Last month, during the same event where Google announced the Pixel 4 and Pixelbook Go, the company announced Nest Wi-Fi, its second mesh Wi-Fi system for the home. The first one, Google Wi-Fi, was released nearly three years ago and was starting to show its age.
Mesh Wi-Fi systems leverage multiple access points placed throughout your home that work in tandem, handing off devices and ensuring that your house is blanketed in reliable Wi-Fi.
Nest Wi-Fi has upgraded internals and a completely new design. It's out now in a two-pack, which includes one Nest Wi-Fi router and a Nest Wi-Fi point for $269. A three-pack (one router, two points) will set you back $349.
I've only had Nest Wi-Fi set up for a couple of days, so I'm not ready to give it a full review quite yet. But here are some first impressions about Google's latest mesh Wi-Fi system.
Initial setup was a breeze
Setting up Nest Wi-Fi took, maybe, five minutes after unboxing the two-pack, containing one Nest Wi-Fi router and one Nest Wi-Fi point. The process consisted of disconnecting my Google Wi-Fi access point from my cable modem and power, replacing it with the Nest Wi-Fi router, and then opening the Google Home app.
Within a few seconds, the app prompted me to set up a new nearby device, decide on a name for my network (pro tip: use the same network name and password to save yourself from having to reconnect all your devices), and scan a QR code located on the bottom of the device.
With the main router set up, I plugged in the Nest Wi-Fi point and followed the same steps to extend my existing network.
Built-in Google Assistant makes so much sense
Part of the problem with most people's home Wi-Fi networks is that their wireless routers are often hidden in an entertainment center or a cabinet. Google's approach to Nest Wi-Fi points was to design something that people wouldn't mind leaving out on display.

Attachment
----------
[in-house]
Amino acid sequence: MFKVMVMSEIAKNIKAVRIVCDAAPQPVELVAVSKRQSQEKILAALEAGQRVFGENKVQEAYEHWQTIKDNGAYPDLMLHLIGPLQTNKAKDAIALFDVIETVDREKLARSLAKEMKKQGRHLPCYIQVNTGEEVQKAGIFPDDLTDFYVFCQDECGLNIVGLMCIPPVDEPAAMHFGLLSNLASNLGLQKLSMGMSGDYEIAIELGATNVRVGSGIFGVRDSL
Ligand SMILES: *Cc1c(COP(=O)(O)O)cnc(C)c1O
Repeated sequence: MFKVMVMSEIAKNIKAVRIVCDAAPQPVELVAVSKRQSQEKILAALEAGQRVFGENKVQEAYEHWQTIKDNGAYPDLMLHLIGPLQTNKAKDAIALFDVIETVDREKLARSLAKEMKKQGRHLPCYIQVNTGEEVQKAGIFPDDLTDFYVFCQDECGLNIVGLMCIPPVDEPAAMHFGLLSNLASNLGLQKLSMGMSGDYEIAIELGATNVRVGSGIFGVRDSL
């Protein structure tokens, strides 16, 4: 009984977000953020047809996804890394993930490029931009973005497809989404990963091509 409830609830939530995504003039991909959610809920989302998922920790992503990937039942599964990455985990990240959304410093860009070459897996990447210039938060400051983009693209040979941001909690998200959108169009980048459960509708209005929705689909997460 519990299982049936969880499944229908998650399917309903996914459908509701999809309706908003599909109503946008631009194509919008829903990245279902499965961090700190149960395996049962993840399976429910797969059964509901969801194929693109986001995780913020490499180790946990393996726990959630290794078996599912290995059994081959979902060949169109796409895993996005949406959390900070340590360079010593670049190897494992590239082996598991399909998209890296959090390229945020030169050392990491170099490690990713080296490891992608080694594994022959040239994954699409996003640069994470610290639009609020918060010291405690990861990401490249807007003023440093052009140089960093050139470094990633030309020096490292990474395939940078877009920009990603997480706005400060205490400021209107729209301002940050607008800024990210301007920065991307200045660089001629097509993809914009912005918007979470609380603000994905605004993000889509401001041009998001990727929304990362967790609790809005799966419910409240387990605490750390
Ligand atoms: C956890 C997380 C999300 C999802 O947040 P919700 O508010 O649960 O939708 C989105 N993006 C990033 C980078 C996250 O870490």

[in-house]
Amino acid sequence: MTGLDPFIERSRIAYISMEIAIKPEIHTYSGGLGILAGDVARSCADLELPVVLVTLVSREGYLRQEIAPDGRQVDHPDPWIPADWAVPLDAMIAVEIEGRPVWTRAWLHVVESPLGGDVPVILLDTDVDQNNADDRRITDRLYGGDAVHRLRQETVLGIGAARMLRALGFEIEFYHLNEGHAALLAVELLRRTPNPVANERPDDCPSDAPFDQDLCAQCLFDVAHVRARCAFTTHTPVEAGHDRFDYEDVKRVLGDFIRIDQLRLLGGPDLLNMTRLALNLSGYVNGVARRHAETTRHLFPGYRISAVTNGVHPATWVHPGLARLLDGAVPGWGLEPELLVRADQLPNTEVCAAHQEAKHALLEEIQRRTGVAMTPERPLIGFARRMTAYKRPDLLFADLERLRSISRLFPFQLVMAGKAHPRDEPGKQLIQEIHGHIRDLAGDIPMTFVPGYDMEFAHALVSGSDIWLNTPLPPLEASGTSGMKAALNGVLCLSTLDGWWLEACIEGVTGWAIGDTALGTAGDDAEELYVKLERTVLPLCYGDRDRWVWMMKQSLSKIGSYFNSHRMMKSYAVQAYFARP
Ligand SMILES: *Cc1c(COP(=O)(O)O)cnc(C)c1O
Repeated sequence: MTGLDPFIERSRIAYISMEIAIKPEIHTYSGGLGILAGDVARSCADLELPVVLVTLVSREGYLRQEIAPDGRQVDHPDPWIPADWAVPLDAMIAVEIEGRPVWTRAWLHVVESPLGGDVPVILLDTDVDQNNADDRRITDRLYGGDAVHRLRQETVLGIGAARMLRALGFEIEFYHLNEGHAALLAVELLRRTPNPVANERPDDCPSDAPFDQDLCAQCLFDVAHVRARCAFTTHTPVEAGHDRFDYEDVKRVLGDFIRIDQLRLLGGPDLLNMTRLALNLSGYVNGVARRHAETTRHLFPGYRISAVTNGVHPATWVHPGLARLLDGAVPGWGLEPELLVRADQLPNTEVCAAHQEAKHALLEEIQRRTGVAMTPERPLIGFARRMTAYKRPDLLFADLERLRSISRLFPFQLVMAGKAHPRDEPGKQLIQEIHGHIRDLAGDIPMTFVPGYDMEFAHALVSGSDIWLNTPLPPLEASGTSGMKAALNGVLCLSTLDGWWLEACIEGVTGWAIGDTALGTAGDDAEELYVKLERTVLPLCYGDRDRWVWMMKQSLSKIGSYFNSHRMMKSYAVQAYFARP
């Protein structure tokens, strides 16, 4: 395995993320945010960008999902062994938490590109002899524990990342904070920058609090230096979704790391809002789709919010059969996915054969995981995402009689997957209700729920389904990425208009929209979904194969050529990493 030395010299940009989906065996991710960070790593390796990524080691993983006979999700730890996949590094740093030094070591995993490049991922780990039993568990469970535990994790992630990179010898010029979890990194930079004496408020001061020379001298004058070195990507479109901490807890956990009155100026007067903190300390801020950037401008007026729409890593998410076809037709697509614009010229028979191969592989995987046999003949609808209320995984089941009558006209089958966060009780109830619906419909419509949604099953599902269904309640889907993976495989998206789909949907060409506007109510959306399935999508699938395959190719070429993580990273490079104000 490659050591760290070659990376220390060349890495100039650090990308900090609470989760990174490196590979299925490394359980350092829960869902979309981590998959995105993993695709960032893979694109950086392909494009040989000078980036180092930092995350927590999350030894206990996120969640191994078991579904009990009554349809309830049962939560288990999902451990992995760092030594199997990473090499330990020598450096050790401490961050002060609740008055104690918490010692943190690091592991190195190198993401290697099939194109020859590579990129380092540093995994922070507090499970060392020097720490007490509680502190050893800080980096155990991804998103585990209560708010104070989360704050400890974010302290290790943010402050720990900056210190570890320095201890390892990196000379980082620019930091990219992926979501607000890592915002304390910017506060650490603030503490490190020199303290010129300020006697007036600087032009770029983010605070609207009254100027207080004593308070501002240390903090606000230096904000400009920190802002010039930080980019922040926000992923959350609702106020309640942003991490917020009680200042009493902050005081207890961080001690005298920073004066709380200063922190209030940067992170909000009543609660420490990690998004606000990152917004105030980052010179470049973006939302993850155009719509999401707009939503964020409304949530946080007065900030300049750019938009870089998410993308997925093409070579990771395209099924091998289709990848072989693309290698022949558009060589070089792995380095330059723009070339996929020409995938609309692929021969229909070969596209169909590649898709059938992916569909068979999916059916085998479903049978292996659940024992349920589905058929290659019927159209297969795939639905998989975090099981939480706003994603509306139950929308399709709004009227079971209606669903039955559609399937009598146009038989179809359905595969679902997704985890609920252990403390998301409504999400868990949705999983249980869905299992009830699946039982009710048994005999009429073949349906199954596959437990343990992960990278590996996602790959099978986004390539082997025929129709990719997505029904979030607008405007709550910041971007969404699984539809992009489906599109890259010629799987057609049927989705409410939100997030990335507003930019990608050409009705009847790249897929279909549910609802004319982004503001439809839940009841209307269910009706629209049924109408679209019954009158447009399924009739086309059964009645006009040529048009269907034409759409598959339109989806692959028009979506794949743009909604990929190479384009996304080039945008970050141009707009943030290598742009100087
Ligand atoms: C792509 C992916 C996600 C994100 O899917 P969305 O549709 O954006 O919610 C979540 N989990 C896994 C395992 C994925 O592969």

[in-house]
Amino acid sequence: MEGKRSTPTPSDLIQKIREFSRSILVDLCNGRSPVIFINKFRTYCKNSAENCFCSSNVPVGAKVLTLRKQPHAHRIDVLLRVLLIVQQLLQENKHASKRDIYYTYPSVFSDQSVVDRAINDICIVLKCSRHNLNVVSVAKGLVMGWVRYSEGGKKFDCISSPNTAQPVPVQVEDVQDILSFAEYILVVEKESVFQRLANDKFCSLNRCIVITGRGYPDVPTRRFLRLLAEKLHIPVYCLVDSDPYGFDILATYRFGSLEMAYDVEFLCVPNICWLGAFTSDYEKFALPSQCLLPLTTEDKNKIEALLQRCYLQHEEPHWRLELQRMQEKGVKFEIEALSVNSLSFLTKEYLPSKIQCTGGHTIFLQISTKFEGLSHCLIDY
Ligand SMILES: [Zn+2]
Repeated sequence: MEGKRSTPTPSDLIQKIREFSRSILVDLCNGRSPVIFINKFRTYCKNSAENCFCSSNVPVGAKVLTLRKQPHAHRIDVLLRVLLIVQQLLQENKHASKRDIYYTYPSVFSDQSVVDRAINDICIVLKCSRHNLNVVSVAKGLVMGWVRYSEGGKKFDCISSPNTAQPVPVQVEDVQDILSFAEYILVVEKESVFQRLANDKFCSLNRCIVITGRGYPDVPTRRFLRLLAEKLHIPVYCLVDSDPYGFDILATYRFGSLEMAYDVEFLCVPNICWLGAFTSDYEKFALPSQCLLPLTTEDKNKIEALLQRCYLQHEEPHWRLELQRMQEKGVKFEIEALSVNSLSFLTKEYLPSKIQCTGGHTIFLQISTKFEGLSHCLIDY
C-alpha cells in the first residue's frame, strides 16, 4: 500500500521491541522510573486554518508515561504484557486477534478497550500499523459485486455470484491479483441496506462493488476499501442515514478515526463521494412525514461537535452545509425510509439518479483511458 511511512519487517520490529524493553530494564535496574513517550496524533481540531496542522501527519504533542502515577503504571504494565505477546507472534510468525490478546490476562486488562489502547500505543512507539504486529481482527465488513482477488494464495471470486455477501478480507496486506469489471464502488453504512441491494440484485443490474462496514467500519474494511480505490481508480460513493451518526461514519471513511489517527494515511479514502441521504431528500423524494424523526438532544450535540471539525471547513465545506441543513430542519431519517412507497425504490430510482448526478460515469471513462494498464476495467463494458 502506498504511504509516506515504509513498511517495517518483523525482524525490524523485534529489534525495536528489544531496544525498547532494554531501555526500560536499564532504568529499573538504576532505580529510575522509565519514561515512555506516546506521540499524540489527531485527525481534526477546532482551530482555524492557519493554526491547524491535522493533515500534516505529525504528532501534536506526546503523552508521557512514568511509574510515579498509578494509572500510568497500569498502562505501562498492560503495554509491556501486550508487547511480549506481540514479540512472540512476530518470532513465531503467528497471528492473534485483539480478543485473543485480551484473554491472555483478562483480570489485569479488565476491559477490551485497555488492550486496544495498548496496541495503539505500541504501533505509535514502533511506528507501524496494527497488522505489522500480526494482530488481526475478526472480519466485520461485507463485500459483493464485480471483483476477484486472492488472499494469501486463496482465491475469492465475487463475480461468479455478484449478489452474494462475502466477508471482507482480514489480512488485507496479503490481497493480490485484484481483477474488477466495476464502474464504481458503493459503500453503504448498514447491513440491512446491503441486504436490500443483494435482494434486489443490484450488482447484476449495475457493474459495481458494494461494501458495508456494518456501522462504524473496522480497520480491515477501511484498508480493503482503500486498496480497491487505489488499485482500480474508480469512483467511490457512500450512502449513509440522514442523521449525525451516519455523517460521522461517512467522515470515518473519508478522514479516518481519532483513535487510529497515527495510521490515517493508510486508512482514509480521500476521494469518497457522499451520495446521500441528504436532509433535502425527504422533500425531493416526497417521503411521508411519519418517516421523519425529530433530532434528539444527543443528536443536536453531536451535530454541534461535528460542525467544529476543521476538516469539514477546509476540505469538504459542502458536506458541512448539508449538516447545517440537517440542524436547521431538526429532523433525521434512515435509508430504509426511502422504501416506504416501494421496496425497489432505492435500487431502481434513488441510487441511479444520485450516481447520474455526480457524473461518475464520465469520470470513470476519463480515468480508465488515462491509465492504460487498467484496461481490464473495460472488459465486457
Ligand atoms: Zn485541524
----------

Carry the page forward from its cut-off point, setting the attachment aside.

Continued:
Not only do the Nest Wi-Fi points have a sleek look, but they double as smart speakers, akin to a Google Home Mini. You can use them to control various devices around the home, send messages, or listen to music — oh, and they pump out Wi-Fi signal all at the same time.
You don't have to enable the Assistant functionality, and there's a hardware switch located on the back to disable the microphone.
Be patient after initial setup
The first 36 hours or so after I completed setup, I experienced some connectivity issues throughout my home. Tests in the Google Home app showed that everything was up and running as it should, but still, streaming videos would go from perfect HD quality to a pixelated mess and back every few minutes. And I kept getting kicked out of multiplayer games on my console due to bad connectivity.
But when I woke up on Saturday morning, all those issues were gone. I suspect the issues I was experiencing were due to the system optimizing itself and learning which devices should connect to which access point for the best experience.
Google Wi-Fi users, a word of caution.
If you currently use Google Wi-Fi access points, switching to Nest Wi-Fi will require you to factory reset your Google Wi-Fi network in order to switch to the new hardware. Right now, there's no way to transfer your current settings to the new system. So, any family groups or schedules you have created will need to be set up again. It's a hassle, but hopefully something Google will fix in the future.
The Google Home app is the path forward
Google Wi-Fi still exists and will continue to hang around, but Google plans to continue to integrate advanced Nest Wi-Fi management features (beyond naming your network, creating a guest network, etc.) into the Google Home app over the coming months. In the meantime, you can still use the Google Wi-Fi app for more advanced settings.
Using the Google Home app is a welcome change. It has a cleaner look and is easier to navigate, but until all features are migrated over, I'll have to continue to use both apps.
We'll have a full review of Nest Wi-Fi very soon.
Note: The prices above reflect the retailer's listed price at the time of publication.